One of many multi-positional players coming through the Rays’ pipeline, Brosseau was an undrafted free agent who rose through Tampa’s ranks to appear in 143 games over the last three seasons. Brosseau hit .284/.343/.500 with 11 homers over 240 plate appearances in 2019-20, and looked to be on the verge of becoming a regular in the Rays’ infield mix before struggling in 2021.
Brosseau never seemed to get on track in the early going, and then found himself frequently shuttled back and forth between Tampa Bay and Triple-A Durham. An oblique strain in July further hampered his season, and overall, Brosseau hit only .187/.266/.347 over 169 PA for the Rays. This apparently made Brosseau an expendable piece for a Rays team deep in infield depth, and as broadcaster Neil Solondz notes, the Rays now also open up a roster spot in advance of the 40-man roster deadline on November 19.
The Brewers have a pattern of seeking out versatile players, and Brosseau has plenty of experience at multiple positions. He has mostly played second base and third base throughout his pro career, but also has seen a decent chunk of action as a shortstop, first baseman, and corner outfielder. A right-handed hitter, Brosseau can serve as a complement to lefty swingers Kolten Wong at second base or Rowdy Tellez at first base. With Brosseau now in the fold, it could increase the chances that Milwaukee parts ways with at least one of Daniel Vogelbach or Jace Peterson prior to November 19, or the December 2 non-tender deadline.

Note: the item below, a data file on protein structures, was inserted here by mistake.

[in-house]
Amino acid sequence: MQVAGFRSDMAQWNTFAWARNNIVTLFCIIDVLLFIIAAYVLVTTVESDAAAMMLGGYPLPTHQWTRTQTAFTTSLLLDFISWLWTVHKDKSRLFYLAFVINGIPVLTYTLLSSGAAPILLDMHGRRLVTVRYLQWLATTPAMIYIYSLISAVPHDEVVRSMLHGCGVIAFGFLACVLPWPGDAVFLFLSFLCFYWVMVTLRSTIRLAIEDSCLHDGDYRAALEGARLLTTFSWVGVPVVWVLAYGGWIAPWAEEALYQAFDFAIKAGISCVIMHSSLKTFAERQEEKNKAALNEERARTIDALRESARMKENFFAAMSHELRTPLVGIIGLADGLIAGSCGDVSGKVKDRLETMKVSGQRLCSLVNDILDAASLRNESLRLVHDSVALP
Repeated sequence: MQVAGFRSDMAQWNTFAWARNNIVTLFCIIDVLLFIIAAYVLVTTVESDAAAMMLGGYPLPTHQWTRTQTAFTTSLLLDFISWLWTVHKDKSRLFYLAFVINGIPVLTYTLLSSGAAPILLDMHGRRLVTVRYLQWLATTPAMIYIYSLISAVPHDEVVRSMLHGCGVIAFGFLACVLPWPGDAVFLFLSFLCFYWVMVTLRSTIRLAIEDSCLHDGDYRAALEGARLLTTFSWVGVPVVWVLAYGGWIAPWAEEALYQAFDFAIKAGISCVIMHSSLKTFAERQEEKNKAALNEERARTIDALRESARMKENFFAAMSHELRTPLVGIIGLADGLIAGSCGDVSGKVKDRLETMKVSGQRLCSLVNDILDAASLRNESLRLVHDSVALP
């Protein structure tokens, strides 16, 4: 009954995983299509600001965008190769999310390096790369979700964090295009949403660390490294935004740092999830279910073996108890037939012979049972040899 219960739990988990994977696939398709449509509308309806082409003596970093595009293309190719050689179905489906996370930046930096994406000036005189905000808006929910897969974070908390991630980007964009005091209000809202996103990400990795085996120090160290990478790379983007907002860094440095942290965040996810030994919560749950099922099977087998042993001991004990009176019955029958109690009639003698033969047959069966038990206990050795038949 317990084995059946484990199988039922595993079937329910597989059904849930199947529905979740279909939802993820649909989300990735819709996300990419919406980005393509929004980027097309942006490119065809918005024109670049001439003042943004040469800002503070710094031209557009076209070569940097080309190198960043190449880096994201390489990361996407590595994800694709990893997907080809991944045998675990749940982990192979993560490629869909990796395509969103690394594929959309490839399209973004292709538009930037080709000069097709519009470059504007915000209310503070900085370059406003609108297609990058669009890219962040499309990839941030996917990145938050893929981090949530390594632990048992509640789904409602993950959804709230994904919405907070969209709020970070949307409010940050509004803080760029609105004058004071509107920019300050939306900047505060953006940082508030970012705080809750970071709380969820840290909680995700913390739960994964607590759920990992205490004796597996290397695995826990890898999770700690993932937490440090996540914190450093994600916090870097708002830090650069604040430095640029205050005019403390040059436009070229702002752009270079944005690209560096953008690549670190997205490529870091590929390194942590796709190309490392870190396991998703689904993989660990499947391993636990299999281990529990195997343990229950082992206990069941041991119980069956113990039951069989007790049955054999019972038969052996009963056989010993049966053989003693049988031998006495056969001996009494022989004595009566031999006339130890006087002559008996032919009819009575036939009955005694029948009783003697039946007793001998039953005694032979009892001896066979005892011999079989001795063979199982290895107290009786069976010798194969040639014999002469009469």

Reifert is also technically an undrafted player, as though he was a 30th-round pick for the Rangers in 2018, he opted to attend college rather than begin his pro career at that stage. He instead signed with the Brewers in 2020, as Reifert wasn’t selected in the shortened five-round 2020 draft.
The 22-year-old righty looked good in his first season, posting a 2.10 ERA with a stunning 40.23% strikeout rate over 60 combined relief innings with the Brewers’ high-A and A-ball affiliates. Those missed bats came with some shaky control, however, as Reifert’s walk rate was a concerning 14.06%. Reifert possesses an upper-90s fastball, so if the Rays can improve his command, the team will have yet another hard-throwing bullpen weapon at their disposal in the next season or two.